The Editor

International Lichenological Newsletter 40(1)

Review: PERSOONIA vol. 21 (December 2008) top ↑

This volume contains 36 papers by 55 authors in honour of the well-known lichenologist David Galloway. It contains two parts, the first being devoted to the history of Lichenology with a focus on four famous lichenologists, viz. Galloway, Lindsay, Acharius, and Spruce. Part II, forming the main body of this publication, is focussed on the Southern Hemisphere and tropical lichenology with molecular phylogenetic studies, phytogeography, studies of the lichens of remote areas, and a considerable number of new taxa.

PERSOONIA vol. 21 (December 2008)

Contents top ↑

Part I. Contributions to history of lichenology 1
ARVIDSSON, L.: A Bibliography of David Galloway 3
HAWKSWORTH, D.L.: William Lauder Lindsay (1829-1880): notes on
an extraordinary man, and the new lichenicolous fungi he described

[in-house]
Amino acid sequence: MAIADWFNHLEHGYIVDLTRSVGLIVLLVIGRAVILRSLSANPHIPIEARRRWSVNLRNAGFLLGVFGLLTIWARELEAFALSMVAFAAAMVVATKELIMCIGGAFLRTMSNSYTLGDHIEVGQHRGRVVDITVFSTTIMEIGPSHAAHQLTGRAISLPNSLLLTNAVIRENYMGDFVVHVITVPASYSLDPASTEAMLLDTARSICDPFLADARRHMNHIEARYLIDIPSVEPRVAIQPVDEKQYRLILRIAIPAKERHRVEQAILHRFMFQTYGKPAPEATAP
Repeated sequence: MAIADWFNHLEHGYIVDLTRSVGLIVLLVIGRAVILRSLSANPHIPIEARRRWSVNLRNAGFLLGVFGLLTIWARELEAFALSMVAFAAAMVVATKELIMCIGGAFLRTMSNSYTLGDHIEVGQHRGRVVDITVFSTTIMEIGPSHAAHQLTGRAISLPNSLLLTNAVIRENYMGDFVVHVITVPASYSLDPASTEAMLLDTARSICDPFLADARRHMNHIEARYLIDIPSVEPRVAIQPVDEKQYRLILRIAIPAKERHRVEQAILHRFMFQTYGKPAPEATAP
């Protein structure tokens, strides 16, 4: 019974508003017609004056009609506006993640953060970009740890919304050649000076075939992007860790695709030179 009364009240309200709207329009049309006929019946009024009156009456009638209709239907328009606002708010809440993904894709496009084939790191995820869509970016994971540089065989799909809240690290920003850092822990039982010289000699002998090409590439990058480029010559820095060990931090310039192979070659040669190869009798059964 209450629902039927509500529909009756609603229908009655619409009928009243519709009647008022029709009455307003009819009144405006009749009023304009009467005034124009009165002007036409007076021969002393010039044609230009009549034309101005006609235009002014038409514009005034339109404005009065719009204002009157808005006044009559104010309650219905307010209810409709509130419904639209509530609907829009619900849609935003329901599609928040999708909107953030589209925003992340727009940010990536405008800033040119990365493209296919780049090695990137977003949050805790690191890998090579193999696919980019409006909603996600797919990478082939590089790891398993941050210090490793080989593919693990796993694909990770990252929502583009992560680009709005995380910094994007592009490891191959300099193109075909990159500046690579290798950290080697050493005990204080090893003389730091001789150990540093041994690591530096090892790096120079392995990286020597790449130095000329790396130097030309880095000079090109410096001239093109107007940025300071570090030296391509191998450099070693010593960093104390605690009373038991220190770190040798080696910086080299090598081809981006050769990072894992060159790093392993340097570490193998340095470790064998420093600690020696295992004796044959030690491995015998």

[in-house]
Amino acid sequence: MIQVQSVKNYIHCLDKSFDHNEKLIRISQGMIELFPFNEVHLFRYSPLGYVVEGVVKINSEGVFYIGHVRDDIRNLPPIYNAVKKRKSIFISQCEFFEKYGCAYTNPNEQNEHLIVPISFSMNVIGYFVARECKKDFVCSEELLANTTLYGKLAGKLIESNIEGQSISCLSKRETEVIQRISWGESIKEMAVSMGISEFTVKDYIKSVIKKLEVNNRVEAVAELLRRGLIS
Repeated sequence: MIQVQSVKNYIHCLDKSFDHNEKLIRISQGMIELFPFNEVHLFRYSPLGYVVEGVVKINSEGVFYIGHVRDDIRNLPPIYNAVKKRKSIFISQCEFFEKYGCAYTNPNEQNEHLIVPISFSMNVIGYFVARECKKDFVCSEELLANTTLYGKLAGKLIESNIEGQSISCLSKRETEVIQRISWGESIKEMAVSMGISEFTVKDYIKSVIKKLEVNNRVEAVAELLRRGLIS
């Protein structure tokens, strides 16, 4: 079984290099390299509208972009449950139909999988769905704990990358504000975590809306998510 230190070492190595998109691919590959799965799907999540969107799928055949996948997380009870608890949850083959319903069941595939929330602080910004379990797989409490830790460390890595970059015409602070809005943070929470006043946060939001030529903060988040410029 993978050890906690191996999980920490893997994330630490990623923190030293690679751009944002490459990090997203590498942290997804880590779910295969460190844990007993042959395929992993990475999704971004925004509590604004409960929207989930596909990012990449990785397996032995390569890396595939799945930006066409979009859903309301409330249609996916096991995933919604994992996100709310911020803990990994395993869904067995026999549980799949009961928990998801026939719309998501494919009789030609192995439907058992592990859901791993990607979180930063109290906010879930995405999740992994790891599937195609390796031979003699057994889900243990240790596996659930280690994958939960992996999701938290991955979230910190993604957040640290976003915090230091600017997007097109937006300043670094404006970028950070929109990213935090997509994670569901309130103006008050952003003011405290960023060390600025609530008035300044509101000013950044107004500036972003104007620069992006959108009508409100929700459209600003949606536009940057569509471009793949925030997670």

from New Zealand 29
JØRGENSEN, P.M.: History of lichenology in Norway up to 1973 41
KÄRNEFELT, I. & THELL, A.: Eric Acharius and his times 63
KÄRNEFELT, I. & THELL, A.: International Association for
Lichenology: the early years 75
MOBERG, R.: What a visitor’s book reveals 101
SEAWARD, M.R.D.: Richard Spruce’s Contribution to lichenology 105
Part II. Contributions to southern hemisphere and tropical
lichenology 119
ADLER, M.T. & CALVELO, S.: Flavoparmelia amplexa and
F. springtonensis (Parmeliaceae) new to the Americas and
additions to the lichen flora of Argentina 121
AHTI, T., ELIX, J.A. & ØVSTEDAL, D.O.: A new Cladonia from the
Falkland Islands (Islas Malvinas) and New Zealand 131
APTROOT, A.: Davidgallowaya cornutispora, an enigmatic lichen
from New Guinea 137
BRODO, I.M.: Notes on the lichen genus Haematomma from Sabah,
Malaysia 147
COPPINS, B.J. & FRIDAY, A.M.: Three new species of Bacidia s. lat.
(Ramalinaceae) from Campbell Island (New Zealand) 155
DIEDERICH, P.: Sphaerellothecium gallowayi sp. nov., a new
lichenicolous ascomycete on Heterodermia from Australia and
Papua New Guinea 165
ELIX, J.A.: New species in the lichen family Parmeliaceae (Ascomycota)
from Australasia 171
FRÖDÉN, P. & KÄRNEFELT, I.: Two new species of Teloschistes J. M.
Norman: T. arabicus and T. inflatus and notes on the Teloschistes
flora of Africa 183
HAFELLNER, J. & MAYRHOFER, H.: A contribution to the knowledge
of lichenicolous fungi and lichens occuring in New Zealand 225
VIII